Then again, it’s hard to feel unhappy when you’ve got so much beauty right in your backyard: the beach.

The beach is calling you. 

Marine biologist and conservationist Wallace J. Nichols has coined a term for water’s indescribable allure for us: “blue mind.”

Anyone can dream of sipping from a coconut while looking out at the sea 24/7; not everyone can actually go ahead and do it, precisely because there’s so much more to the move than just sipping from a coconut while looking out at the sea 24/7.

In an excerpt from his book Blue Mind: The Surprising Science That Shows How Being Near, In, On, or Under Water Can Make You Happier, Healthier, More Connected, and Better at What You Do published on Salon.com, Nichols defines “blue mind” as “a mildly meditative state characterized by calm, peacefulness, unity, and a sense of general happiness and satisfaction with life in the moment. It is inspired by water and elements associated with water, from the color blue to the words we use to describe the sensations associated with immersion.”

In his book, Nichols cites a 2010 study by researchers at Plymouth University in the United Kingdom where 40 adults were made to rate over 100 pictures of different natural and urban environments, with these results: “Respondents gave higher ratings for positive mood, preference, and perceived restorativeness to any picture containing water, whether it was in a natural landscape or an urban setting, as opposed to those photos without water.”

Continue reading below ↓

But a permanent state of “blue mind” is easier dreamt than done. Anyone can dream of sipping from a coconut while looking out at the sea 24/7; not everyone can actually go ahead and do it, precisely because there’s so much more to the move than just sipping from a coconut while looking out at the sea 24/7. Be honest now: Would you really give up all your comforts and conveniences—not to mention your proximity to family and friends—in favor of a place with unpaved roads, a lack of government services, and, heaven forbid, wonky Internet?

Be the change you wish to see.

We can rant about our current lives and dream of leaving everything behind for the beach the way these women bravely have, but maybe the first thing we need to change before we change our zip codes is—cheese alert—ourselves.

“If you move to the beach yet you remain the same, you’re not going to solve the problem,” Roxas says. “But if you are willing to do the work of finding out who you are, what’s important to you, where you are going, and go back to your real self, then it is possible.”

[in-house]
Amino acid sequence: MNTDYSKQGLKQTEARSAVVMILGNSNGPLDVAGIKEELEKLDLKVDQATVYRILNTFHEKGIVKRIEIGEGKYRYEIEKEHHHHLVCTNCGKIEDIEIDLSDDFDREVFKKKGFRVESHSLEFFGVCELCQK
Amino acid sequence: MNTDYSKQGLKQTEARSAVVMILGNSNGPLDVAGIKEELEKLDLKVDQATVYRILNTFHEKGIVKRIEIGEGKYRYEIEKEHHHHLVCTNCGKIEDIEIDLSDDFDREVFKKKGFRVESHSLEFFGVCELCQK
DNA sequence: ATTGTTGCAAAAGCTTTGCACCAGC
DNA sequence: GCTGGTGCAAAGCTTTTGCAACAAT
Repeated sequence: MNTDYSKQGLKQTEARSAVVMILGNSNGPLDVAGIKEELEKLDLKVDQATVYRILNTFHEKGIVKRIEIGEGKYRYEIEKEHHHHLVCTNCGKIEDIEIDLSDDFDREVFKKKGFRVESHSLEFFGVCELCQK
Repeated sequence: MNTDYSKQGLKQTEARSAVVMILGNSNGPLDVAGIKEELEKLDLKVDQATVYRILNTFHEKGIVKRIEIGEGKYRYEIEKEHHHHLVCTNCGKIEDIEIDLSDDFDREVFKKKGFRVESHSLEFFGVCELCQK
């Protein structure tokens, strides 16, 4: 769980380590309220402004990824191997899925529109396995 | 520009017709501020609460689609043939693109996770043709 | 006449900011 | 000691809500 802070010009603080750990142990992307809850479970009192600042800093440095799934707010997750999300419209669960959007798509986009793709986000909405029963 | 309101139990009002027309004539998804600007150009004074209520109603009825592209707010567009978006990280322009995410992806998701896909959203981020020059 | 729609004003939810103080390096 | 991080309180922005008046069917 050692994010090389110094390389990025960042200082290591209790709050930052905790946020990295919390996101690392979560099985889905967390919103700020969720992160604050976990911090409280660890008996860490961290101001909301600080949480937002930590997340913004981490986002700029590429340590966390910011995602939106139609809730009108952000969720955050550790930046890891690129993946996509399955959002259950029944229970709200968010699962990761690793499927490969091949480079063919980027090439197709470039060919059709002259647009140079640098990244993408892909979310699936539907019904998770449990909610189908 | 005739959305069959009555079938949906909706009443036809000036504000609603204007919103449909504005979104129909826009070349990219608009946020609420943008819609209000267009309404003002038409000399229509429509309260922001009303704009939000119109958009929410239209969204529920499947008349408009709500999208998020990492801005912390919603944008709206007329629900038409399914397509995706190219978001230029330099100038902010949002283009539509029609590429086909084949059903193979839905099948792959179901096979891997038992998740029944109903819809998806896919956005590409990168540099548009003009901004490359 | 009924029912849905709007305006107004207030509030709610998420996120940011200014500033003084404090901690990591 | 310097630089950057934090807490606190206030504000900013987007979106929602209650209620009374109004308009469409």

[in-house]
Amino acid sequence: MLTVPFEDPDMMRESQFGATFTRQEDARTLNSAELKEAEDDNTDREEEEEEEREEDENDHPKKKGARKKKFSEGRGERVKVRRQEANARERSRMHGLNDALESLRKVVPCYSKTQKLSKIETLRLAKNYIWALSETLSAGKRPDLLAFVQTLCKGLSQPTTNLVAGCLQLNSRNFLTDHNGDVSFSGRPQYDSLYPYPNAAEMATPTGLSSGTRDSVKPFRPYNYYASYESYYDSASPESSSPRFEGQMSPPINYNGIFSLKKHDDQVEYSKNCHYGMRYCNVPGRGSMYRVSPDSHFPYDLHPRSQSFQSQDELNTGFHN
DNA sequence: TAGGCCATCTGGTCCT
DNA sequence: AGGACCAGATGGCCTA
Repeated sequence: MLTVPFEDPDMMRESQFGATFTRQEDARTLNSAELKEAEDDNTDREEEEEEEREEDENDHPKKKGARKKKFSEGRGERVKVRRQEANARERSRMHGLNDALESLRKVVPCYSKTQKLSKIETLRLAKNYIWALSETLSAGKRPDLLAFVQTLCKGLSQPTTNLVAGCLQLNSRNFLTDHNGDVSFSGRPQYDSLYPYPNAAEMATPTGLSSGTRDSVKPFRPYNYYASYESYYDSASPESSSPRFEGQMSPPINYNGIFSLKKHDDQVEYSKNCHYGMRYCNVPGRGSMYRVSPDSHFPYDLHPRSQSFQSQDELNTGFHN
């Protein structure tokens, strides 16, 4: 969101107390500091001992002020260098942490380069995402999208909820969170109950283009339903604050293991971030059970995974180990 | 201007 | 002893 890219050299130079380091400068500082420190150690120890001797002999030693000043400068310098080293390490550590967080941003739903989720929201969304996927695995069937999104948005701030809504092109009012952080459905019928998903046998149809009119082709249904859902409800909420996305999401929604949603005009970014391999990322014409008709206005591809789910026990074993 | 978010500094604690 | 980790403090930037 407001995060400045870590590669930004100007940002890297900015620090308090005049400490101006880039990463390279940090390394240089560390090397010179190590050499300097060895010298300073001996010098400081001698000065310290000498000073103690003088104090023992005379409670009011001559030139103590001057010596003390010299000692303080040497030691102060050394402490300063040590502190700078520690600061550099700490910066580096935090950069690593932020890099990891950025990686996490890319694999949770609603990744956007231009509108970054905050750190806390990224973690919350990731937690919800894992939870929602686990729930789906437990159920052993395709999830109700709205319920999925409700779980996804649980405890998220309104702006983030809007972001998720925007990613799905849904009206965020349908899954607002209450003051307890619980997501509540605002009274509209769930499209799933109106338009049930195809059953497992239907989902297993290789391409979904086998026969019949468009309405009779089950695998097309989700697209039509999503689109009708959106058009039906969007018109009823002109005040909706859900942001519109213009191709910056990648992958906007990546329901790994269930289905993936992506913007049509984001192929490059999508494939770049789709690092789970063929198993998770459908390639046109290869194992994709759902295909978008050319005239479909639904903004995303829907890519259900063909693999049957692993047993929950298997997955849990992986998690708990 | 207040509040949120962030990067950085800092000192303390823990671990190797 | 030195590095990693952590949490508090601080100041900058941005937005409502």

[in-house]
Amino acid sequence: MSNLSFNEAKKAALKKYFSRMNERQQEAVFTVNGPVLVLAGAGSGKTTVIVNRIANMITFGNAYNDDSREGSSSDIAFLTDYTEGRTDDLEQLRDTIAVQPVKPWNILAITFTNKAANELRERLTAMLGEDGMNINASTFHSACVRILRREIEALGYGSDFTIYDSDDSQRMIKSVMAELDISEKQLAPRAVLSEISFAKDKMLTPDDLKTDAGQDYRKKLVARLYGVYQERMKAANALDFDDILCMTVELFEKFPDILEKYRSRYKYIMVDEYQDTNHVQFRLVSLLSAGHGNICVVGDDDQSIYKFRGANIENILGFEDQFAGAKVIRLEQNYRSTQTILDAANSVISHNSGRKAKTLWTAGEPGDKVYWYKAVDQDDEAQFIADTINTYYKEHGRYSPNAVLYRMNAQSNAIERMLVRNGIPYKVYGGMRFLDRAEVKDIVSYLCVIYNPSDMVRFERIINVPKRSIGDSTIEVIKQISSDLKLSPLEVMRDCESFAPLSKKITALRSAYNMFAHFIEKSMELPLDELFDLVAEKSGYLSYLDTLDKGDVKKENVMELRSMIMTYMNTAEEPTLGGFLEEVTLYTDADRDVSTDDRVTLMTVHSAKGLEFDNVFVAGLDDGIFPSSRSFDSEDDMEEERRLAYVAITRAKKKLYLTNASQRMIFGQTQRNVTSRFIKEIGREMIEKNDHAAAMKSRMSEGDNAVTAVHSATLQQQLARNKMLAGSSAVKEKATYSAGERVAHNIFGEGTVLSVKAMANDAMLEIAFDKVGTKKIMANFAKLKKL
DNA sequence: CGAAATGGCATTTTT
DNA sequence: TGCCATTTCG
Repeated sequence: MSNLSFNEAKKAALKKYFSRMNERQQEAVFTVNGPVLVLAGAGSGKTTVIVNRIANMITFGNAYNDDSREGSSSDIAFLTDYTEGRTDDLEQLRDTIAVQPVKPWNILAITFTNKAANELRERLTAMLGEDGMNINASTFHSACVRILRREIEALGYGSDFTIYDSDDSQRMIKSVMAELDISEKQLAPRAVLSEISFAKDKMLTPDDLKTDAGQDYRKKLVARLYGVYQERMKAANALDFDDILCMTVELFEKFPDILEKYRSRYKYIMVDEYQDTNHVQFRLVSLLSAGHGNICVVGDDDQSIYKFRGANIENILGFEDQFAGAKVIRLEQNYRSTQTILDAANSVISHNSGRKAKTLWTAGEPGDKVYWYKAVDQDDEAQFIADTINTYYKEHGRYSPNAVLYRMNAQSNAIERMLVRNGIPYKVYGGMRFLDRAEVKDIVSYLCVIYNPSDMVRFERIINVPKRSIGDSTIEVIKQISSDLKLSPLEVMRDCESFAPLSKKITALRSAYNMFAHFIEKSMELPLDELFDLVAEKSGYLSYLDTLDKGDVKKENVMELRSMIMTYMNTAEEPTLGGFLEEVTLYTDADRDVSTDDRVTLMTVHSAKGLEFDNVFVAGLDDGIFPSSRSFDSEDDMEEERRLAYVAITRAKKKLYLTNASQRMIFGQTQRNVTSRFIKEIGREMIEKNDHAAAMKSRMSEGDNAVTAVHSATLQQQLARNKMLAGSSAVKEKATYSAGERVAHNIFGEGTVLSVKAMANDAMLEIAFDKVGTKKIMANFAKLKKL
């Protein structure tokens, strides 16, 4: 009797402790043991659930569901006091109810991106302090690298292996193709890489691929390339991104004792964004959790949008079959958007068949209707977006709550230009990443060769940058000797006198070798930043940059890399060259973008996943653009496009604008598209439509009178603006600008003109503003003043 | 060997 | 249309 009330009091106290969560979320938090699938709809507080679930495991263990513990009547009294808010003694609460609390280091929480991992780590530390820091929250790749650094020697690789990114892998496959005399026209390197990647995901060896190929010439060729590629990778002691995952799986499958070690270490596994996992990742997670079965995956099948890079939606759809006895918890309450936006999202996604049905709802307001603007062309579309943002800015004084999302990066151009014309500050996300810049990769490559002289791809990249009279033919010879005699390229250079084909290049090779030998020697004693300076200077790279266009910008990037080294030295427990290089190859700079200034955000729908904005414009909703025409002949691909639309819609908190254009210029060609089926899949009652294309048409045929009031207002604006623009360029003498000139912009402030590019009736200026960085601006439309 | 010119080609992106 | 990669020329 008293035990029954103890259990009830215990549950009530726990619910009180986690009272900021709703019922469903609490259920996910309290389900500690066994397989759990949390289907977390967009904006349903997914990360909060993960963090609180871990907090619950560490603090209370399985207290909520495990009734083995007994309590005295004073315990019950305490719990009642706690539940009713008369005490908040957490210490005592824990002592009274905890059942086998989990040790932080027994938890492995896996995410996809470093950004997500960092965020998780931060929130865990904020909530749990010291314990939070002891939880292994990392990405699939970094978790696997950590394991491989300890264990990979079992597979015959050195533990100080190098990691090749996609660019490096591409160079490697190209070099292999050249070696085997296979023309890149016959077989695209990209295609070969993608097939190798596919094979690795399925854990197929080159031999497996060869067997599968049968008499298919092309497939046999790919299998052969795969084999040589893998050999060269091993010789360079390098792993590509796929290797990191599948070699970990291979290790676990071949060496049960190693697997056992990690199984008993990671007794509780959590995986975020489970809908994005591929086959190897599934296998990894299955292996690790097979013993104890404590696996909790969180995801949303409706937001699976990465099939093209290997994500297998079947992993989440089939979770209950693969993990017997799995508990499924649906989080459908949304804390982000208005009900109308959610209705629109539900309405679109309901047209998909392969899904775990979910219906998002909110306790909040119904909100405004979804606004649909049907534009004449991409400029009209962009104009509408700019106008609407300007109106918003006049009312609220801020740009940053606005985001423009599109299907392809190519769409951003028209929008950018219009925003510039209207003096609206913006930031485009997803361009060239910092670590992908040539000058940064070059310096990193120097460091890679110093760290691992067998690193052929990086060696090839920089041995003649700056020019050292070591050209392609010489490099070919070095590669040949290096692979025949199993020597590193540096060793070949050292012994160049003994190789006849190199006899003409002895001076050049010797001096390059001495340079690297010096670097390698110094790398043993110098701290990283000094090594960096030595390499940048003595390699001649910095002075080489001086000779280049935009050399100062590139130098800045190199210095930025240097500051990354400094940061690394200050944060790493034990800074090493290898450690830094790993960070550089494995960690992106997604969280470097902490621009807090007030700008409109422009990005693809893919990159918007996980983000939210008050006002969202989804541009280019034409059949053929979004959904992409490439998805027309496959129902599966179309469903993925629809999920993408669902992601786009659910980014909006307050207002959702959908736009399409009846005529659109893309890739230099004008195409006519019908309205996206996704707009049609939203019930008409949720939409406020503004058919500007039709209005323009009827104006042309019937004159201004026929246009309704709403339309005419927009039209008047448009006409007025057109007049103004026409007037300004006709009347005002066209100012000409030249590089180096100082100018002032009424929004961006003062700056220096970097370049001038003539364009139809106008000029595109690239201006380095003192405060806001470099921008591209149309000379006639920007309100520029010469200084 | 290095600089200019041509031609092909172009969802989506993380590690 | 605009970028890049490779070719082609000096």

Roxas suggests the following ways to be happy and in tune with the real you, wherever you find yourself: being self-aware and mindful of your interactions with people and determining whether or not you are happy in these interactions; finding the right environment for you, which can be as doable as changing where you work; remembering to take breaks when bombarded by stress in order to recharge; and achieving satisfaction by developing your relationships, finding purpose, and finding meaning.

In other words, where you belong might simply mean where you feel most like yourself—whether the real you emerges at a picturesque hut a short walk from the beach or shines through at the new department you’ve just transferred to at work.

Continue reading below ↓

Camille Banzon, a writer and owner of backpacker guesthouse The Hangout in Siargao, says that her move from Mandaluyong to Siargao has taught her that “home is relative.” She recounts writing this in her journal months after her move: “Sometimes I will miss home and sometimes I will be happy that I am gone. Sometimes I’ll feel the urge to look back. Whatever I do, I should know that my home is not a house. It is when I wake up in the morning and feel the bliss that goes with seeing coconut trees, feel the strong greeting of sunshine and the invite of the ocean.”

As for me? Sometimes, the fantasy of living in Siargao still creeps in, but only very rarely, and when it does, only with fondness and no longer with the disappointment for my current surroundings that always used to accompany it in the past. I have done the work I needed to become the real me—cut toxic people out of my life; took care of my physical, mental, and emotional health; and stopped giving a shit about things that don’t deserve shit-giving—and I didn’t have to move to make it happen.

I’m still a little jealous of Andi Eigenmann—come on, who wouldn’t be jealous of anyone who lives near the beach?!—but mostly, I’m glad for the both of us, for having found whatever it was we needed to find.

Follow Cheekie on Twitter and Facebook.

Sorry, no results were found for